I was finally fed up with not being able to render my Blender projects on the GPU, just because there was not enough memory on the card, and some other quirks my computer developed over time. In addition to that it was high time to upgrade the hardware and start on a clean installation.
The purpose of Rendering has driven the decision to chose a good graphic card, that is affordable, built in a PC from a shop where I do have an account. The result is the gaming machine Predator 9000 with a NVIDIA GeForce GTX 1080 Ti with 11 GB VRAM.
This being a gaming computer came with Windows 10 preinstalled. So after some rudimentary update and configuration of that system, I went around to install a Linux Mint KDE in dual boot.
Did not work. First issue was an error related to ACPI, for which the bios firmware did not supply driver, so I had to turn them off with the boot parameter:
During the startup there were some curious error messages relating to SATA, but the life system came up (although in really low screen resolution). Installing however failed because there were no hard drives detected. parted -l as well as fdisk -l reported no drives besides the USB stick from which I booted.
So, searching the internet brought up some issues, that lead me to the conclusion that the cause is somewhere in the Bios (or UEFI as it is now called). Turning off secure boot did not change anything, but was recomended never the less.
As there were errors relating to SATA, I switched the „On Board SATA Mode“ from „RST Premium with Optane“ to AHCI and suddenly the Linux life system did detect both hard drives (one SSD one disk). However Windows is no longer bootable. Switching the mode back will allow Windows to boot.
The solution to this issue is documented in this post.
While this allows the installation of Linux on a harddrive, I was then not able to boot into Linux as the firmware boot manager always chooses the Windows Boot Manager to start. According to this question/answer this seems to be worsened by some motherboard manufacturers only provide minimal UEFI implementations in their firmware and do not allow to select any boot options (other than the boot order and the device) in the BIOS. Reading up on this lead to lot’s of posts that suggest to use bcedit to configure the bootmanager. For me this does not work, as I am unable to place the grub boot manager as first entry in the firmware boot manager and make it stick.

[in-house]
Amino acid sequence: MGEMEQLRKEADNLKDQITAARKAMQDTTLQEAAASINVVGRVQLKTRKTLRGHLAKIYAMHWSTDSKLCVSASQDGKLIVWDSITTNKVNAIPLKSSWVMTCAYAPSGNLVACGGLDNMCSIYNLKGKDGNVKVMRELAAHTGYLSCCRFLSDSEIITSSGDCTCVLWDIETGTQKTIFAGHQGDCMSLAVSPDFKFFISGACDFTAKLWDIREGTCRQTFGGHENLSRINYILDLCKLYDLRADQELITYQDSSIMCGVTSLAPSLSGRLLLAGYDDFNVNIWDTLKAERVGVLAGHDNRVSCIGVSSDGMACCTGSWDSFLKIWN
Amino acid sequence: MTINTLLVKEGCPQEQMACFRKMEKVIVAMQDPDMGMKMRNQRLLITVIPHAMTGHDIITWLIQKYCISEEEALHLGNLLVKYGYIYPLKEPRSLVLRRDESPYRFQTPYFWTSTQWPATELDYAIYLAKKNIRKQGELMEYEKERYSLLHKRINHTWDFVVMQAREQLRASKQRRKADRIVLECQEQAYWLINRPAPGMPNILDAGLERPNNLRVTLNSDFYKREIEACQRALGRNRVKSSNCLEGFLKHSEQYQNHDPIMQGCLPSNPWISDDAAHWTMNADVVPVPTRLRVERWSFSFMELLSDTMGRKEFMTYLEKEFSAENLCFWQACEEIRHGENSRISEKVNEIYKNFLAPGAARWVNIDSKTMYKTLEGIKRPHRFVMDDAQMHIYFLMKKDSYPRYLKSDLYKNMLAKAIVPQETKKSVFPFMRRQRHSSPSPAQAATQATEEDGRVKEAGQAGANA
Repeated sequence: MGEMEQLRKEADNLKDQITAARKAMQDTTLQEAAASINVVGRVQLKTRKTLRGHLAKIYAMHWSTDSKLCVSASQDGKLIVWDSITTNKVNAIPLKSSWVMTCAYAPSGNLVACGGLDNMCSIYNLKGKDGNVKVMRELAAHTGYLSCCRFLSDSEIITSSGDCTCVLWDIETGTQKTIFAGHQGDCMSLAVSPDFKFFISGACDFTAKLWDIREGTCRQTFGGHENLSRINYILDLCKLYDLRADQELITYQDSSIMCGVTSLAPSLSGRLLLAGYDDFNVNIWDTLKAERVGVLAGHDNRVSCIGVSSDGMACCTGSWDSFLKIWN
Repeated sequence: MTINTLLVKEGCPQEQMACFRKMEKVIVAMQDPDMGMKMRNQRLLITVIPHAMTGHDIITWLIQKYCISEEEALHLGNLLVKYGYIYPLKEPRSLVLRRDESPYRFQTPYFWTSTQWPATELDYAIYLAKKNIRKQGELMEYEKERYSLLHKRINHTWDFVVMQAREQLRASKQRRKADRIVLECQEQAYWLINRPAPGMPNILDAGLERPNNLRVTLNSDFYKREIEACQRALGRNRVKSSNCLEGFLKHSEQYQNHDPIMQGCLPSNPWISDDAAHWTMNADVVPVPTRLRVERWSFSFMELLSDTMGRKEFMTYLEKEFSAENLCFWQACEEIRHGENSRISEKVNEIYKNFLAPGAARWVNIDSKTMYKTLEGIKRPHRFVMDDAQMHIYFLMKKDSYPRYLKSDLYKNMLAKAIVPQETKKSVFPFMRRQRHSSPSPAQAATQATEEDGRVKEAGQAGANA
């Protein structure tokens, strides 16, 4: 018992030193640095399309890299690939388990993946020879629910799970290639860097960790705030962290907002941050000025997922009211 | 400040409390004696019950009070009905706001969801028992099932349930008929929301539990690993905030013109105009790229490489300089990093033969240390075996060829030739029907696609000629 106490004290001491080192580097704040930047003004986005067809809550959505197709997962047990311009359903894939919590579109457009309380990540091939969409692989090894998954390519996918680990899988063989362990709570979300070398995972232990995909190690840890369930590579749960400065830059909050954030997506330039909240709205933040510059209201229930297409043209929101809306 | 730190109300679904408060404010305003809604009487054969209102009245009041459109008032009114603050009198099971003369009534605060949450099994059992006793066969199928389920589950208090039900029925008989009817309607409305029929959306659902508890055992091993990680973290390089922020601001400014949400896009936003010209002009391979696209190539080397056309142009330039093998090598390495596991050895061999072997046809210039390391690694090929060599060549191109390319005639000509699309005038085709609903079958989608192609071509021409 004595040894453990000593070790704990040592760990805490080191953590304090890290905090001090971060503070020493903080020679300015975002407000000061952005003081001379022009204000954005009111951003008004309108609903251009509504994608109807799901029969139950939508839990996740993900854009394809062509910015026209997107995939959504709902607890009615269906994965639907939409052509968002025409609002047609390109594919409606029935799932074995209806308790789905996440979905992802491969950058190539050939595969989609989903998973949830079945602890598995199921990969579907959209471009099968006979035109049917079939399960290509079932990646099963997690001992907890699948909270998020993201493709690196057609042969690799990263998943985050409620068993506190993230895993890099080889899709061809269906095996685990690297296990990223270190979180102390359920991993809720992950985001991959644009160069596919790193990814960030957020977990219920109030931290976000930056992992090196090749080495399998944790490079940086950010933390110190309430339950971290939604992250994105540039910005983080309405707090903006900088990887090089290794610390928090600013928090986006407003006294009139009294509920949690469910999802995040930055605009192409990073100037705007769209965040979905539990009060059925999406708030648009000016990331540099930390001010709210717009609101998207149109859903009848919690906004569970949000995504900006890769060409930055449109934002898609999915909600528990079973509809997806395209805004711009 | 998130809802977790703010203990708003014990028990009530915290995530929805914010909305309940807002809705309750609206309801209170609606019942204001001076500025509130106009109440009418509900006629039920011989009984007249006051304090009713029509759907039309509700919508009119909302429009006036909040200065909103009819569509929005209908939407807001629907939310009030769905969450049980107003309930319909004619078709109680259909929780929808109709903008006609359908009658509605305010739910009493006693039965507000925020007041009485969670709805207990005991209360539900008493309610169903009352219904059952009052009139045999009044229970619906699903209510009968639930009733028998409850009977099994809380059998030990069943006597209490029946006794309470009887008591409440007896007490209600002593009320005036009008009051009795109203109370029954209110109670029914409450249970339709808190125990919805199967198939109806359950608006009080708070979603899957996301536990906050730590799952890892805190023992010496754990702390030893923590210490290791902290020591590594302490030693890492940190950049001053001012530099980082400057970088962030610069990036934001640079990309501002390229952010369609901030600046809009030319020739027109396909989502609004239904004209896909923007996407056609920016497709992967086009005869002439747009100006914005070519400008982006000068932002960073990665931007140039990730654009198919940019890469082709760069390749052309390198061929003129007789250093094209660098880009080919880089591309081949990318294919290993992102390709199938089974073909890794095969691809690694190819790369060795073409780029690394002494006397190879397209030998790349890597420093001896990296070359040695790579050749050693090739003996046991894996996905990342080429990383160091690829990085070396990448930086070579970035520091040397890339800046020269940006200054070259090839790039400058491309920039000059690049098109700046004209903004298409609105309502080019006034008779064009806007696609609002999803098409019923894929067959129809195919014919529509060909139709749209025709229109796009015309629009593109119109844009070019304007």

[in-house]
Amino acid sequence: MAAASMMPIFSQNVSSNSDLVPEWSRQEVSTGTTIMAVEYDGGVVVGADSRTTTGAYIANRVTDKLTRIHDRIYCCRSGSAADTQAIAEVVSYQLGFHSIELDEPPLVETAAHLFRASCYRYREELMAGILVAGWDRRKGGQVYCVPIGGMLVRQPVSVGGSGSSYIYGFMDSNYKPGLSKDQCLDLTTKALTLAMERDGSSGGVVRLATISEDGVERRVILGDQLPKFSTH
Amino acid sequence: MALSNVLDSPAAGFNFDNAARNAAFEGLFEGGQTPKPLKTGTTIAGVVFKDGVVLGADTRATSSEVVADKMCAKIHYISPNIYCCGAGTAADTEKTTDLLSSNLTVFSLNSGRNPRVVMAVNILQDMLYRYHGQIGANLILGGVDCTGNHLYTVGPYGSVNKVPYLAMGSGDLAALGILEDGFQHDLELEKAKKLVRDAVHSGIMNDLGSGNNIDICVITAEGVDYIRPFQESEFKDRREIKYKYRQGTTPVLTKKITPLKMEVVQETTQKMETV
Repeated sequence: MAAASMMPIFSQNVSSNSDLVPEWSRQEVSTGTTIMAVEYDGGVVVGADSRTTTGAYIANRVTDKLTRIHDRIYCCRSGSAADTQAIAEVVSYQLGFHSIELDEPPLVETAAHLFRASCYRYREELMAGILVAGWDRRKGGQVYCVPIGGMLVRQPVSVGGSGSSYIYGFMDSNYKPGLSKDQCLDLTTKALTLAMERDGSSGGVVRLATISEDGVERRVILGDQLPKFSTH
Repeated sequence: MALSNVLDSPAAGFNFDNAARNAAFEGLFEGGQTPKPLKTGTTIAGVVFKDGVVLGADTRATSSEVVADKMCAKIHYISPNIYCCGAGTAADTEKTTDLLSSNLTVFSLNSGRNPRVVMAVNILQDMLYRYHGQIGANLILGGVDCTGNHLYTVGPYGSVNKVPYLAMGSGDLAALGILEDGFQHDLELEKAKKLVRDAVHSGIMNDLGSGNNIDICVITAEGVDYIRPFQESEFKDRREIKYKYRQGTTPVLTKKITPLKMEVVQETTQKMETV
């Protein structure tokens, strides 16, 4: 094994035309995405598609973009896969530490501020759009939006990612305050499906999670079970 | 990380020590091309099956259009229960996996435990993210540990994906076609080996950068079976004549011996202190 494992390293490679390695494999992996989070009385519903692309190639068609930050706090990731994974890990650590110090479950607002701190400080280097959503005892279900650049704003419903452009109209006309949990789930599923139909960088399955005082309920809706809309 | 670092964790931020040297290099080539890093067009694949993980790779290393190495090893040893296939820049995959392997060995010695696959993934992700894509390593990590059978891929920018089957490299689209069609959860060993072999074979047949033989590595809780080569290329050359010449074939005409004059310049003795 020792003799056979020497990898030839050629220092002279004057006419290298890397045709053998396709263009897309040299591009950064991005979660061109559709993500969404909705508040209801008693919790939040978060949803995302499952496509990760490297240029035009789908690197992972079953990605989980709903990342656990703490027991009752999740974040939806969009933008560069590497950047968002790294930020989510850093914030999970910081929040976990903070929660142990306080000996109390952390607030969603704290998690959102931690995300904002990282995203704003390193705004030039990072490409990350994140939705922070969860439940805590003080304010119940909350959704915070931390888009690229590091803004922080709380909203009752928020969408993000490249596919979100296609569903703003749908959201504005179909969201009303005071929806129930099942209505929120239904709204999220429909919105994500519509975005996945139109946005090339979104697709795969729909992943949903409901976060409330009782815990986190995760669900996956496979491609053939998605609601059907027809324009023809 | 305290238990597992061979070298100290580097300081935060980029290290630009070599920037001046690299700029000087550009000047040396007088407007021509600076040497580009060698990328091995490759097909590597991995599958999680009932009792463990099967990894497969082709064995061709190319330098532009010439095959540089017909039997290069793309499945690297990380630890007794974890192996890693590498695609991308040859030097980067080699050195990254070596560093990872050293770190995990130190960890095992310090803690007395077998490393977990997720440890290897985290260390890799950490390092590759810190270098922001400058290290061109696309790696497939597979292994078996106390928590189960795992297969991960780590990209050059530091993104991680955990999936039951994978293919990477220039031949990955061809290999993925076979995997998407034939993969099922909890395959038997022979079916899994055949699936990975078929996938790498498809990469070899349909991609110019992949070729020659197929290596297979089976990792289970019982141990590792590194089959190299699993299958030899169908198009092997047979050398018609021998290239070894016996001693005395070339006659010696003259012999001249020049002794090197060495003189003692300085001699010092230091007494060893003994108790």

Taking a look at the different directories in the EFI files system there are:
I am unsure what the Boot folder is for, it was my impression, that this would contain the first bootloader to be used and then delegating to the Microsoft bootloader, however replacing the bootx64.efi file there with the one from ubuntu (grubx64.efi), by renaming, did not have an effect. However replacing /Microsoft/Boot/bootmgfw.efi with the grub one brings up the grub bootloader. However Windows 10 is no longer bootable (as the bootloader points the grub bootloader and Linux does not start at all. From the file naming I would assume that this file is the Boot Manager of the FirmWare.
This lead me to the next attempt by aproaching this issue with rEFInd. Hoewever installing proves difficult, as it is not possible from a live linux version and under Windows the EFI filesystem cannot be mounted correctly. This leaves the manual installation through the shell, which of course is not available and has to be installed first. So first things first: doing a testrun with the CD-image of rEFInd. This let’s me start Windows and I get an option to startup Linux Mint which hangs itself then with:
fb: switching to nouveaufb from EFI VGA
This seems to be another issue with poor firmware implementation. The solution there is to add nomodeset in the boot parameter, as the firmware as well as the Linux installation do not support the graphics card (GTX 1080 Ti). This would also explain why the installation happen in low resolution. Installing the Nvidea proprietary drivers resolves this problem. With Linux booting now with the help of rEFInd, it should then also be possible to install rEFInd as default Boot Manager, whithout going through the shell.
Just installing rEFInd does not work, as the bios firmware still picks the boot manager for windows, but with this setup it should be possible to do some renaming and rEFInd will still find the boot manager for windows.
With hindsight there is probably an easier way than the described below:
When starting Linux the EFI partition is mounted under /boot/efi, which makes life a bit easier. All path in this setup have the root there, so / is actually /boot/efi/. First I renamed the the /Microsoft/Boot/bootmgfw.efi to win10mgf.efi (not sure if this was necessary, but I wanted to make sure that there are not two files named the same). Then I renamed /Microsoft ro /Microsoft_renamed. I created a new directory /Microsoft and moved the /refined folder in there and renamed it to /Microsoft/Boot. Then I renamed the refind.efi to bootmgfw.efi. This is required as the firmware boot manager searches on the EFI partition for /Microsoft/Boot/bootmgfw.efi. With this setup I got a boot loader menu by rEFInd with entries for grub, boot-rescue and Linux Mint. With delete I hid the boot-rescue option. From this menu, Linux is bootable directly as well as through Grub. Windows is only available as option through Grub, but not bootable.
The issue there is that the boot menu entry is generally generated by the os-prober and points to the rEFInd efi. To fix this, disable os-prober in /etc/default/grub.d/linux.cfg:
Then you create a custom entry in /etc/grub.d/40_custom by copying the original entry generated by the os-prober in /boot/grub/grub.conf (all the way down) and replace the path /EFI/Microsoft/Boot/bootmgfw.efi with /EFI/Microsoft_renamed/win10mgf.efi (or whatever you renamed it to). Now Windows is bootable through grub.